Andrew Wheeler, once head of the Trump EPA, reinvigorated a fight over his legacy this week when he became involved in a local government battle over plastic bags.
Wheeler took on the board of supervisors of Fairfax County, Va., this week, testifying at a meeting that their proposed 5-cent tax on disposal plastic bags would be “misguided” and “could ultimately do more environmental harm than good.”
“Solutions such as educational programs and more locations to recycle the disposable plastic bags will do more to solve our recycling problems,” Wheeler, who lives in the suburban Washington county, near Alexandria, told the elected body at its late Tuesday meeting.
“One more tax in the name of the environment will not solve this environmental problem, but only further hurt low-income households across the county, and the high level of taxes we already pay is a real problem this commission should try to address.”
The ordinance passed, with all nine of the Democratic supervisors voting in favor, and the sole Republican, Pat Herrity, dissenting.
Before the vote, one of the board members, Democrat James Walkinshaw, took the opportunity to tear into Wheeler. The supervisor, in a speech reminiscent of an Aaron Sorkin drama, took what he admitted was the unusual step of directly criticizing one of the more than three dozen witnesses, over his time leading EPA from 2018 to earlier this year.
“Mr. Wheeler’s tenure at the EPA was a disaster from an environmental perspective,” Walkinshaw told his colleagues.
“And I would recommend, for us on this board, if Andrew Wheeler says that we should turn right on an environmental issue, we should turn left. If he says that we should go down, we should go up. If he says that we should do ‘x,’ we should do ‘y.’ And that’ll help guide us, I think, tonight,” he said, to loud cheers from the assembled residents.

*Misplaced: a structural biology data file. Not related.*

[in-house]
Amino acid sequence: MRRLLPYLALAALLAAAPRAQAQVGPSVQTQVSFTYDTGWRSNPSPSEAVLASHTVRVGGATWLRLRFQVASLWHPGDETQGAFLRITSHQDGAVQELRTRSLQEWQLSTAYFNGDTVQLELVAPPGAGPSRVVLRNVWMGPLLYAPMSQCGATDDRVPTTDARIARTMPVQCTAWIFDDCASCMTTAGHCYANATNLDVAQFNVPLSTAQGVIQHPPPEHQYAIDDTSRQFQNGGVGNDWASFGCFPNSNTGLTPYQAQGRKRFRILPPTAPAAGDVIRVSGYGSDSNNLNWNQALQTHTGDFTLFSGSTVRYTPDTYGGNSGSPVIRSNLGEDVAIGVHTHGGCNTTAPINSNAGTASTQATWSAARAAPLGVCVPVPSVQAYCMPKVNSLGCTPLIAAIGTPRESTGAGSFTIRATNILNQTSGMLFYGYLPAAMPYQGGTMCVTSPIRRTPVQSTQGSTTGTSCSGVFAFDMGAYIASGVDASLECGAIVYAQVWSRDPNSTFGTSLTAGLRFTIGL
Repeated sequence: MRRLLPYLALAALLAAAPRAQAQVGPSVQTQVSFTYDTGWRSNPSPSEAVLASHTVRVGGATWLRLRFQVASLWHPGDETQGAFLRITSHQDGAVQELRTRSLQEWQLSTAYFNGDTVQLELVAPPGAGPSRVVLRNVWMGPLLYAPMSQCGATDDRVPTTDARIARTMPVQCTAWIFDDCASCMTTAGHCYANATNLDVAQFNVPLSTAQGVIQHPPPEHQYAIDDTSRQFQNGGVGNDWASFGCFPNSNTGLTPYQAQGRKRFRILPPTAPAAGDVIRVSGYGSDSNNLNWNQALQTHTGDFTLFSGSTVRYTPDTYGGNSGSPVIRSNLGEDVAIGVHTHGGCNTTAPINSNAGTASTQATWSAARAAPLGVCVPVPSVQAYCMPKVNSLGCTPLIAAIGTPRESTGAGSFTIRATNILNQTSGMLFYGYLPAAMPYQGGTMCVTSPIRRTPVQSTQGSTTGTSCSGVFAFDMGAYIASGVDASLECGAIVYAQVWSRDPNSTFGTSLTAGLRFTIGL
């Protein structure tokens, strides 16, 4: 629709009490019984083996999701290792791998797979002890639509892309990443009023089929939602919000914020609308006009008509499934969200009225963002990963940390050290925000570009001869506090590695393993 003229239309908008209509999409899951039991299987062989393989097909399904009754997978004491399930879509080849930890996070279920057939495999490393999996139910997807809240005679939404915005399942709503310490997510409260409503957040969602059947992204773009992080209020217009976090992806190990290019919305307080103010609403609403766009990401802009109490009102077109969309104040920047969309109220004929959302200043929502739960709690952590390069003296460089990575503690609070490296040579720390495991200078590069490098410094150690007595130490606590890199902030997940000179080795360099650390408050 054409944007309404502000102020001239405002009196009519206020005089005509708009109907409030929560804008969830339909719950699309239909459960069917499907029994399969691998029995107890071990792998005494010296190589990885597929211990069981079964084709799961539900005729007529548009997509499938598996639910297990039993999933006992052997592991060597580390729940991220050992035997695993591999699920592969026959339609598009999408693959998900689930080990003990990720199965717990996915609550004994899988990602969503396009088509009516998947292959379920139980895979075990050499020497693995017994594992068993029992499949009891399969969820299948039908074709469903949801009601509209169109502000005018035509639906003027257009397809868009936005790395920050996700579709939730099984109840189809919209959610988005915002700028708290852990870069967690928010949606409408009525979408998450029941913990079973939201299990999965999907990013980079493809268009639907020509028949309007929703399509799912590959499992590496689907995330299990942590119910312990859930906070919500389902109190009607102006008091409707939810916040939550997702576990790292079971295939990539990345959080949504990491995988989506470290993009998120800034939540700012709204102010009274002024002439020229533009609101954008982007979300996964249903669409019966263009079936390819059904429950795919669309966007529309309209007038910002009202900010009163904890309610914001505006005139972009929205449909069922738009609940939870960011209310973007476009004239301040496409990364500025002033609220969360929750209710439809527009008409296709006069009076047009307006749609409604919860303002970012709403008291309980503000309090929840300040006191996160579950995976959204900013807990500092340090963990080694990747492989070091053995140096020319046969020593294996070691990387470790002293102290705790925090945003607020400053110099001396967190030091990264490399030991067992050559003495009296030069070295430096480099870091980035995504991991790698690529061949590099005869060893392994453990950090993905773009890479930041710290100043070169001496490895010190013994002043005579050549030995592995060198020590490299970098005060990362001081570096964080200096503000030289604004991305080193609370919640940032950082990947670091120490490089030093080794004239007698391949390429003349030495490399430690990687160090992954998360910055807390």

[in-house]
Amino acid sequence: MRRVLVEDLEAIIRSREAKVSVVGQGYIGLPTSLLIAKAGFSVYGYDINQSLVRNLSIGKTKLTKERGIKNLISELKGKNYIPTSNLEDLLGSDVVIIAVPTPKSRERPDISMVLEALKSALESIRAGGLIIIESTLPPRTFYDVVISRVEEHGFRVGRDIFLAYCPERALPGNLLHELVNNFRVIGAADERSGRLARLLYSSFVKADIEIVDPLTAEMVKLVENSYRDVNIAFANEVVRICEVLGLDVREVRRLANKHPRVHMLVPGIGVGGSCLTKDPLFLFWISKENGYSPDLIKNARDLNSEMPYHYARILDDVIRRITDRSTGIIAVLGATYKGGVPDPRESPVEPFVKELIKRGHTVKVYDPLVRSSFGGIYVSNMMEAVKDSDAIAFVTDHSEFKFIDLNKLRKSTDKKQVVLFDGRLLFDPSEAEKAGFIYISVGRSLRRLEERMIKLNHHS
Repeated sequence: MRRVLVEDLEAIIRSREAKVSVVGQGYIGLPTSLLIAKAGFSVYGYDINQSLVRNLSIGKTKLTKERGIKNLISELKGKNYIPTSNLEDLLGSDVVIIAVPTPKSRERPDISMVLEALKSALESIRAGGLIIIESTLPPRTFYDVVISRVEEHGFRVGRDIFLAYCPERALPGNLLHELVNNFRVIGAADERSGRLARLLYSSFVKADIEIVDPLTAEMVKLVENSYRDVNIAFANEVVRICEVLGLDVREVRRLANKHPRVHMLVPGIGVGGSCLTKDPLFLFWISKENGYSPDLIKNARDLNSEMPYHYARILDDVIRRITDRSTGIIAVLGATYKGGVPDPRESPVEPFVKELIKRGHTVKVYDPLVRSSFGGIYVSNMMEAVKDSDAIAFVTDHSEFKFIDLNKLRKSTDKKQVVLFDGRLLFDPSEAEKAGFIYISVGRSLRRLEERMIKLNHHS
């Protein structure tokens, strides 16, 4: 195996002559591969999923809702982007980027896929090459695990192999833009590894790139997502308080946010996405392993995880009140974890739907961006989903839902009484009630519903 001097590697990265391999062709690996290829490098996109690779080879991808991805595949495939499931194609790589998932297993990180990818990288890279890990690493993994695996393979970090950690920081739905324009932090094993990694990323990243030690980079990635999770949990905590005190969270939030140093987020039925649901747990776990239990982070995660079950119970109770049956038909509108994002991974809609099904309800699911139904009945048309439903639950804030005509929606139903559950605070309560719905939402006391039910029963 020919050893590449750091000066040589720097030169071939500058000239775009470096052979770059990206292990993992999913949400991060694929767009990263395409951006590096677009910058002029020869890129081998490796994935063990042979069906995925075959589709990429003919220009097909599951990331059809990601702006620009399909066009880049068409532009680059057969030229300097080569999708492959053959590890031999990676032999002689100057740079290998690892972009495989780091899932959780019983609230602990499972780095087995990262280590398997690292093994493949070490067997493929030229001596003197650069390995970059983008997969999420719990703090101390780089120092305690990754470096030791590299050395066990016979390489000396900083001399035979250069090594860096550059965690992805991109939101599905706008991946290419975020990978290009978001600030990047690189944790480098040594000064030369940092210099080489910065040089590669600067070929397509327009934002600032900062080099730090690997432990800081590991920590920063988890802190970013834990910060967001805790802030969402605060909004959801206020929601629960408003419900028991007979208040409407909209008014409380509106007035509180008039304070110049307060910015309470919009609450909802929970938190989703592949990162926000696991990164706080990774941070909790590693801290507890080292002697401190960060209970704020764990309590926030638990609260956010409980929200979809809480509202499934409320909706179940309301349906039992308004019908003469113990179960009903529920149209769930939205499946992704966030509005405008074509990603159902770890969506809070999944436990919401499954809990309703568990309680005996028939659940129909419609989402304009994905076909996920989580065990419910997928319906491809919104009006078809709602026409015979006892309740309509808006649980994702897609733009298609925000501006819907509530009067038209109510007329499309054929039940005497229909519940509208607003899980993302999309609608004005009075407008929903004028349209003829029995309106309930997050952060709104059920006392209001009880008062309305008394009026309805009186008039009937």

Walkinshaw also took issue with Wheeler’s own characterization of his tenure — that the agency “improved every single environmental indicator” and implemented major regulations on greenhouse gas emissions.
“If we could substitute ‘destroy’ for the word ‘improve,’ he would be right on,” he said, going on to quote former Republican EPA heads Christine Todd Whitman and William Reilly, two of the harshest critics of EPA under former President Trump.
‘We know it’s a problem’
At issue was a proposal, initiated by Walkinshaw, to require retailers to charge customers 5 cents for each disposable plastic bag they provide, with some going toward environmental initiatives and some to the retailer.
Supporters say such taxes have a history of success, including in nearby Washington and Montgomery County, Md., where plastic pollution in the Potomac River and its tributaries dropped after the fees were implemented and shoppers used more reusable bags.
“We know it’s a problem, and we know it damages aquatic ecosystems in the Chesapeake Bay. We know that the microparticles of plastic make their way into our water sources. We know that we and all Americans are ingesting microparticles of plastic,” Walkinshaw told E&E News.
Democrats had wanted to crack down on plastic bags for years, but couldn’t until last year, when the newly Democratic-controlled Virginia General Assembly gave counties the authority to act.
Walkinshaw is no stranger to fraught political battles. He was chief of staff to Rep. Gerry Connolly (D-Va.) for a decade before being elected supervisor in 2019, a time period that included the congressman’s battles with the Trump EPA as a senior member of the House Oversight and Reform Committee.
“I have a working knowledge of his record,” Walkinshaw said.
Wheeler, who spoke only in his capacity as a Fairfax County resident, argued that prompting shoppers to use reusable bags would be worse for the environment, since they’re thousands of times more energy-intensive to make versus disposable plastic bags, cannot be recycled and are often dirty.